In a fascinating lecture at the London School of Economics Dr. Gabriel Zucman, the author of The Hidden Wealth of Nations: The Scourge of Tax Havens, describes how offshore shell companies disingenuously operate to remove money tax free from national economies.
In October the Ministry of Justice announced it had finalized a list of community courts that it plans to close.
Another way of looking at it, though, is to map out and visualize exactly what the closures would look like. So I compiled the data from publicly available records in a spreadsheet and popped it into Google Maps.
Before heading off to all the world meetings he's got coming up, Canada's new Prime Minister must attend to that ever important matter of his front bench Cabinet, not to mention being sworn in.
Those front bench Minister will, after all, be the ones playing important supporting rolls as his mandate gets off to a running start. So who will it be?
On October 19 Justin Trudeau — the son of legendary Canadian Prime Minister Pierre Trudeau — was elected to the country's highest office.
His election comes after 10 years of two Conservative minority governments and one majority. The country's domestic programs have changed extensively during that time, beginning with the scrapping of the long-form census, long-gun registry, and environmental protections for small lakes and rivers.
After a four-year hiatus WikiLeaks has plans to resurrect its controversial “most wanted list.” Its aim is to coax whistleblowers to expose specific government secrets, and first up the group wants the unreleased text of the CIA torture report and leaks from spy agencies around the world.
But new cloud server security could make it much more difficult and dangerous for Julian Assange’s potential sources to come forward.
That list “got me in a lot of trouble,” Assange said when we spoke about his new book inside the Ecuadorian embassy in London late last year. Dormant since 2009, its appeal for secret Iraq War documents was used as evidence to convict WikiLeaks’ source Pfc. Chelsea Manning in 2013. And it prompted an ongoing investigation of whether Assange engaged in a conspiracy to commit espionage.
Widespread encryption and stopping bulk collection of communications data will cripple intelligence agencies, says a former top UK spy.
“Everything can’t be private or we’ll end up regretting it,” said Sir David Omand, director of the UK’s signals intelligence agency GCHQ from 1996-97, speaking at University College London January 15.
“Very serious damage” will be done to the ability to carry out foreign espionage and police domestically if “you have the right to have your private iChat and nobody has the right to intercept it,” Omand, now a visiting professor of war studies at King’s College London, added.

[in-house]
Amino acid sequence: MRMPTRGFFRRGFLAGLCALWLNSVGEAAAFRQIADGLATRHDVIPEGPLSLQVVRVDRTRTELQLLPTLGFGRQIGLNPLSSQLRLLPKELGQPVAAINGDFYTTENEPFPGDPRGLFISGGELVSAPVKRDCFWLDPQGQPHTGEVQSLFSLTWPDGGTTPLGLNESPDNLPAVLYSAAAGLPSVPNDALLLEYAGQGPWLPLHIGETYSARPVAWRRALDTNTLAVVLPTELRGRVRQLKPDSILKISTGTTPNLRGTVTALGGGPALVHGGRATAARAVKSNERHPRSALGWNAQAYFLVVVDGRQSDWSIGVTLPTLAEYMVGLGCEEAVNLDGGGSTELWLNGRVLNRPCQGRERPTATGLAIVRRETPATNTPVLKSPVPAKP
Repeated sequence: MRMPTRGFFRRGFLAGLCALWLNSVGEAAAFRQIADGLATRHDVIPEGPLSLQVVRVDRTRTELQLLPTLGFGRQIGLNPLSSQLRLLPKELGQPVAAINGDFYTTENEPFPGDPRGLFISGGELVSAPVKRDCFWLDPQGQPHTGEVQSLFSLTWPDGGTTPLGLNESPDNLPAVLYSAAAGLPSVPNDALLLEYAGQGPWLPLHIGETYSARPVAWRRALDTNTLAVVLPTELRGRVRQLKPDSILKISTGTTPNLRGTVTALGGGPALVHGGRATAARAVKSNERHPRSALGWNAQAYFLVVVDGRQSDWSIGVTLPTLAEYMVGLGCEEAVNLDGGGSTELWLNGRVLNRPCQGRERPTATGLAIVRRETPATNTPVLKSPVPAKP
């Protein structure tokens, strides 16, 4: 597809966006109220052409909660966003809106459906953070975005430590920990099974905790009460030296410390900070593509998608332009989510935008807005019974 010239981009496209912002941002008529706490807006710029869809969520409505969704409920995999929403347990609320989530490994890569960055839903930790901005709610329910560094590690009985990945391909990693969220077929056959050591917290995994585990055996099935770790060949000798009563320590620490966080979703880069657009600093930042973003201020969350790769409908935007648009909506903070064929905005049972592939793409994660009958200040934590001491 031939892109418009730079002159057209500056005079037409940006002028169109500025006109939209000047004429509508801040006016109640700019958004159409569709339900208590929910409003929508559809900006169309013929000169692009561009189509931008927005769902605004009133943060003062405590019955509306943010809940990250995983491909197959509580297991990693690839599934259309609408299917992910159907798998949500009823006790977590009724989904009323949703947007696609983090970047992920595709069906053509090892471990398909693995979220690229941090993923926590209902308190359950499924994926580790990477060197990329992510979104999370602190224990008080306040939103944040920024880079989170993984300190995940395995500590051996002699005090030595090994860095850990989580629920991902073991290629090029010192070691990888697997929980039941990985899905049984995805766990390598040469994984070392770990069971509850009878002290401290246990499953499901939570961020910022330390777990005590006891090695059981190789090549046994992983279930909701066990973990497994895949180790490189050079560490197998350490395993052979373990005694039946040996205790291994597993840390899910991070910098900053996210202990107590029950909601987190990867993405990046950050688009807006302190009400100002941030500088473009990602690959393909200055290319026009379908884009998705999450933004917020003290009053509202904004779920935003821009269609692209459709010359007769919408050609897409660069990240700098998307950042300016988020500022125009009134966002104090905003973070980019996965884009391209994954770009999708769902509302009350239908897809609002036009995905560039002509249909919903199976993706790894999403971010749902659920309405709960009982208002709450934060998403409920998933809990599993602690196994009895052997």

Hundreds of young Britons who went to battle Syria's oppressive regime alongside rebel groups on the wings of the Arab Spring are now running for their lives from IS.
Yet they find themselves between a rock and a hard place with pending UK laws that bar them from returning to Britain for two years and would have them put on trial and imprisoned for terrorism if they return.
At the Frontline Club January 14, Shiraz Maher, a senior research fellow at the International Centre for the Study of Radicalisation and Political Violence (ISCR) at King’s College; Moazzam Begg a former Guantánamo Bay prisoner turned activist with the UK group Cage; and former MI6 director of global counter-terrorism Richard Barrett, now a senior VP with strategic security intelligence consultants The Soufan Group; discussed how an understanding of returning fighters motivations should inform the government’s response in both new laws and de-radicalization programs.
As many major news organisations close foreign bureaus, freelancers are called on more and more to cover global conflicts. They face risks often without the structure, training and resources that come with having a large media outlet behind you.
Continuing a conversation that began at the end of October in New York at the Overseas Press Club of America (OPC), Vaughan Smith, founder of the Frontline Club, spoke with leading editors at the club in London on Tuesday 18 November. They discussed the importance of pay to reflect risk, training, and new ways of determining how much responsibility for freelancers news outlets should take on.